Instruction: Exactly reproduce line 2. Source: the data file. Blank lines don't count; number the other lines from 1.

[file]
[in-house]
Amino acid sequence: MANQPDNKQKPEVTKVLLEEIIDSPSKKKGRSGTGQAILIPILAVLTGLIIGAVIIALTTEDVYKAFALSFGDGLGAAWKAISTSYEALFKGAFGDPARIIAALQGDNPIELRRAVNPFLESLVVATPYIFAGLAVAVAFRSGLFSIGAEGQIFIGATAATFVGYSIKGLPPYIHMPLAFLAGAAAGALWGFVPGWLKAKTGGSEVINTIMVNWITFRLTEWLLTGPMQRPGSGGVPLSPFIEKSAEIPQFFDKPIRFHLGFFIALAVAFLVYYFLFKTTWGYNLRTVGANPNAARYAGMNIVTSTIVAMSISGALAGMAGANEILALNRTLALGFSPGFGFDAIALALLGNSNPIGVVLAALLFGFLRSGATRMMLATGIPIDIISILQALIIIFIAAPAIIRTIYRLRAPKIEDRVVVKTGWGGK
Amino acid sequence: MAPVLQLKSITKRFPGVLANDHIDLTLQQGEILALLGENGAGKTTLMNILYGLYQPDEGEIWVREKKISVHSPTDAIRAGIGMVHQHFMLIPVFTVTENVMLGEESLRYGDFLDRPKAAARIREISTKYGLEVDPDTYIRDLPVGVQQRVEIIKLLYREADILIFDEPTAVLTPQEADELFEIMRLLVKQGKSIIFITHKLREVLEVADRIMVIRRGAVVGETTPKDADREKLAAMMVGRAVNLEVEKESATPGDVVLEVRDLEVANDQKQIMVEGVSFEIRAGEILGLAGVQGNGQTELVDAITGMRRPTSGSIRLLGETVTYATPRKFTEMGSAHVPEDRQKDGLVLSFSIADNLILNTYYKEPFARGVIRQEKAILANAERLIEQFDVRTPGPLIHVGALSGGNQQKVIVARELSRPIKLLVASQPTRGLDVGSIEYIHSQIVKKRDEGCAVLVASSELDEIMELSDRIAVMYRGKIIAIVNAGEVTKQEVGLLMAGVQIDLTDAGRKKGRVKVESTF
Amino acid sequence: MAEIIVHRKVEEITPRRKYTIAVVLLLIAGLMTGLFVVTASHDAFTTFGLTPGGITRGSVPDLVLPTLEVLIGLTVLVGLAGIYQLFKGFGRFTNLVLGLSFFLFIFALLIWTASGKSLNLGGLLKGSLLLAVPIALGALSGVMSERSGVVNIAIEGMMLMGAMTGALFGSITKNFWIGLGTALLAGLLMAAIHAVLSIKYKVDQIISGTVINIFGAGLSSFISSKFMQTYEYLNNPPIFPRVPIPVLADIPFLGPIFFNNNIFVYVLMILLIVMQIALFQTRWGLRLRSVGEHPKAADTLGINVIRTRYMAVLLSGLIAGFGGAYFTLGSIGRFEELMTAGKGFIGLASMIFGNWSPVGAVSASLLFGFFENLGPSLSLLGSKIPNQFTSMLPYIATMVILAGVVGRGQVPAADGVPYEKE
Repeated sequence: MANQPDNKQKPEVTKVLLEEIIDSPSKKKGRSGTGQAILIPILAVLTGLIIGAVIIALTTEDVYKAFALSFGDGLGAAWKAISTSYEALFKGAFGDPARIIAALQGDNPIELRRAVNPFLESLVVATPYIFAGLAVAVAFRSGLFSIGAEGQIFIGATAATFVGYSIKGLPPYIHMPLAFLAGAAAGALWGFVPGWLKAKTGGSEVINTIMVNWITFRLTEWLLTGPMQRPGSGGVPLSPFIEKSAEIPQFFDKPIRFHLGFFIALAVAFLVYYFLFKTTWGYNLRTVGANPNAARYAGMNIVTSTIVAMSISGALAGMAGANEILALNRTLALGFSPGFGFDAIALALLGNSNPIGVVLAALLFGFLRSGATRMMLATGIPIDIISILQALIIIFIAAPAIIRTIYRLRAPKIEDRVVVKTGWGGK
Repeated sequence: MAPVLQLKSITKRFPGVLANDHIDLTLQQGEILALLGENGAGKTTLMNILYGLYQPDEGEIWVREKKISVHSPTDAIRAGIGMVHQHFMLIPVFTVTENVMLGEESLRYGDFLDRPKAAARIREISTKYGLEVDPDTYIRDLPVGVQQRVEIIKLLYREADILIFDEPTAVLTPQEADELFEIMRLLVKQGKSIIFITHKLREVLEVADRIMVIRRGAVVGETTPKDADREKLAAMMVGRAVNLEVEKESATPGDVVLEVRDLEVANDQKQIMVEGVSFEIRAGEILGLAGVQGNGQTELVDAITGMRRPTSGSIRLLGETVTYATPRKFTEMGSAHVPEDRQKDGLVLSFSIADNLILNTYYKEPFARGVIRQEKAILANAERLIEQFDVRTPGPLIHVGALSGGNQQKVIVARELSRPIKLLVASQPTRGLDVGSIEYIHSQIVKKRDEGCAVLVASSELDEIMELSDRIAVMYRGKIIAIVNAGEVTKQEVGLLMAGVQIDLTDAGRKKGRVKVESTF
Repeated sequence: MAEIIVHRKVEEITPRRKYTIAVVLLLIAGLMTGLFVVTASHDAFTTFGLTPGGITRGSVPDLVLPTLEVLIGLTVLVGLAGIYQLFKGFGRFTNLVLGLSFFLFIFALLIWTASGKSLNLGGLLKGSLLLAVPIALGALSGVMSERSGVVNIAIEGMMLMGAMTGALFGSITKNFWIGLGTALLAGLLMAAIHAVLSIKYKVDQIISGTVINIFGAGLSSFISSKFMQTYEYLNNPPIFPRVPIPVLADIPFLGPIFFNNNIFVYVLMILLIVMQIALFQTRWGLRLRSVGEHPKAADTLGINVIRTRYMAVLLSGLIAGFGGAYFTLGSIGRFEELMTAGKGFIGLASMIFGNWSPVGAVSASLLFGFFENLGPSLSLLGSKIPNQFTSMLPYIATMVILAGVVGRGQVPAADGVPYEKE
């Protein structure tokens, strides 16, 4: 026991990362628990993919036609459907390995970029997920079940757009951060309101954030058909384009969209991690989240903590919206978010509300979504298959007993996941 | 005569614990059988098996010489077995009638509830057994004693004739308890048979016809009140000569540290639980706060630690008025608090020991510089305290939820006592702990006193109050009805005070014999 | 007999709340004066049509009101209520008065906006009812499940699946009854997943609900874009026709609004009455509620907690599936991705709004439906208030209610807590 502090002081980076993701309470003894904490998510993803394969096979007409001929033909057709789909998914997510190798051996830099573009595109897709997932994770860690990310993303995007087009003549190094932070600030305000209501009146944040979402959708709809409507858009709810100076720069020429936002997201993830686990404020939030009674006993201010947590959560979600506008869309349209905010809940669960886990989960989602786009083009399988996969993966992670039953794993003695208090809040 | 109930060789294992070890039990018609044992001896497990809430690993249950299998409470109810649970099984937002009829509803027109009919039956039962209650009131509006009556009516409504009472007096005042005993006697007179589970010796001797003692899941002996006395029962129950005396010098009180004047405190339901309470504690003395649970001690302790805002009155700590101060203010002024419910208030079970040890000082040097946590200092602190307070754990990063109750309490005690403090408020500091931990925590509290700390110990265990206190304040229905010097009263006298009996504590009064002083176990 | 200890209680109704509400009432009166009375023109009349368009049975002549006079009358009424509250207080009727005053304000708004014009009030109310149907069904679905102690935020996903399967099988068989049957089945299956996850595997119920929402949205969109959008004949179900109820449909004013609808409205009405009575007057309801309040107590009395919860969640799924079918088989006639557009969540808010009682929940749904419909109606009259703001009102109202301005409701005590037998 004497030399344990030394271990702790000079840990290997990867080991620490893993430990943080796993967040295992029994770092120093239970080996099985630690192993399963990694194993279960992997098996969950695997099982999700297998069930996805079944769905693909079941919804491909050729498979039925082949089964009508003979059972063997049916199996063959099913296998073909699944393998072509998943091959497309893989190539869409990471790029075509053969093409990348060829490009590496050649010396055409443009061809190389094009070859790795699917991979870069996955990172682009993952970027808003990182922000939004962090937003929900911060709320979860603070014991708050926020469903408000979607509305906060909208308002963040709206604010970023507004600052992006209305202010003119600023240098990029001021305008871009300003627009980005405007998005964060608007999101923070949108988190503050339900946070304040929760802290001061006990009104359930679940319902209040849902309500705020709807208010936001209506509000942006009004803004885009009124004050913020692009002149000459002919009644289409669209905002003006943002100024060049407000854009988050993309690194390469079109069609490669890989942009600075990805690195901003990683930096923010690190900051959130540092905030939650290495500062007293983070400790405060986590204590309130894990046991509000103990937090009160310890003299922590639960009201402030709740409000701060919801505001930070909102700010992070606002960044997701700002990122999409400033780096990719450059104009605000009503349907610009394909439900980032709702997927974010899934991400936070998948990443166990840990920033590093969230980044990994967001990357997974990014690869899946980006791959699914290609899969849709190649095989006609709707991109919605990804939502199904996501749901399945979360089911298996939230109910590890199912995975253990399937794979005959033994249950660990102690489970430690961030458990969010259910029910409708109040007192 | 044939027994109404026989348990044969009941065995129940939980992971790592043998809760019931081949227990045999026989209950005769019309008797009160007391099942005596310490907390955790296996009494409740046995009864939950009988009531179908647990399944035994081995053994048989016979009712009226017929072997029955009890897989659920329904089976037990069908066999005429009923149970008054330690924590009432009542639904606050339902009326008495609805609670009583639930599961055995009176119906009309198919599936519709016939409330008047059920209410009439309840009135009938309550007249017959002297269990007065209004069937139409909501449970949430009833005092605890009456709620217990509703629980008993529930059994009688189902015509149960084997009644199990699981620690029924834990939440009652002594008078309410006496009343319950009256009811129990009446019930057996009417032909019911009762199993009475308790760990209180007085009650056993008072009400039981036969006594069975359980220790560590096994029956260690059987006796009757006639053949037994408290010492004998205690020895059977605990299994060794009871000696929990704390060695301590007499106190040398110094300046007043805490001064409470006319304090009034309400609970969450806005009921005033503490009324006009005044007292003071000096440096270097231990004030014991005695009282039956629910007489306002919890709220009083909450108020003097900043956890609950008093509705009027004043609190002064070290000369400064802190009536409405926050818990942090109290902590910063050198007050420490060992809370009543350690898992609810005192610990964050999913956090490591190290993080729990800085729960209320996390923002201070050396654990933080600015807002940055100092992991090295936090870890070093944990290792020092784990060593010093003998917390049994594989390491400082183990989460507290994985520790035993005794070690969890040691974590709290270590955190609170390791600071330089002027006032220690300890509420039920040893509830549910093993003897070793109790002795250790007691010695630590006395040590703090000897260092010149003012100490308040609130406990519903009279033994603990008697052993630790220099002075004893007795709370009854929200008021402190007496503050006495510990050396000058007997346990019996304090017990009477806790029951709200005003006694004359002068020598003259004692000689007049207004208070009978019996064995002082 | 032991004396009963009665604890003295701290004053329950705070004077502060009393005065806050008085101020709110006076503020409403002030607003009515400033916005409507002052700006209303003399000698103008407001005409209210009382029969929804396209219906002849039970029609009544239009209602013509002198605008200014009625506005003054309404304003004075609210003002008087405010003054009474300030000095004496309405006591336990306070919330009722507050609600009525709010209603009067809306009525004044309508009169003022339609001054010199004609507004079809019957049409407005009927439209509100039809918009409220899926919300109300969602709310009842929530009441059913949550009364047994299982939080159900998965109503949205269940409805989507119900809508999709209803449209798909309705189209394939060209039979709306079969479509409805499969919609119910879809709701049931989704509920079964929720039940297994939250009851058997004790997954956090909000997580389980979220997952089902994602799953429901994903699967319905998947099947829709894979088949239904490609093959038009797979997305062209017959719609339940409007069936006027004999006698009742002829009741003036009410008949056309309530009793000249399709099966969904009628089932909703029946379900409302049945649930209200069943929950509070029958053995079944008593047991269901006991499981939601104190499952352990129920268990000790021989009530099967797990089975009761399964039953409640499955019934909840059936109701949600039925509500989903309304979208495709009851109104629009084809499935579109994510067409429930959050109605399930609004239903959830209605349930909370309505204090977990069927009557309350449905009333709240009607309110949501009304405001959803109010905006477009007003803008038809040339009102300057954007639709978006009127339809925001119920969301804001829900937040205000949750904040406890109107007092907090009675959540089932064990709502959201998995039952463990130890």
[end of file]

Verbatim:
Amino acid sequence: MANQPDNKQKPEVTKVLLEEIIDSPSKKKGRSGTGQAILIPILAVLTGLIIGAVIIALTTEDVYKAFALSFGDGLGAAWKAISTSYEALFKGAFGDPARIIAALQGDNPIELRRAVNPFLESLVVATPYIFAGLAVAVAFRSGLFSIGAEGQIFIGATAATFVGYSIKGLPPYIHMPLAFLAGAAAGALWGFVPGWLKAKTGGSEVINTIMVNWITFRLTEWLLTGPMQRPGSGGVPLSPFIEKSAEIPQFFDKPIRFHLGFFIALAVAFLVYYFLFKTTWGYNLRTVGANPNAARYAGMNIVTSTIVAMSISGALAGMAGANEILALNRTLALGFSPGFGFDAIALALLGNSNPIGVVLAALLFGFLRSGATRMMLATGIPIDIISILQALIIIFIAAPAIIRTIYRLRAPKIEDRVVVKTGWGGK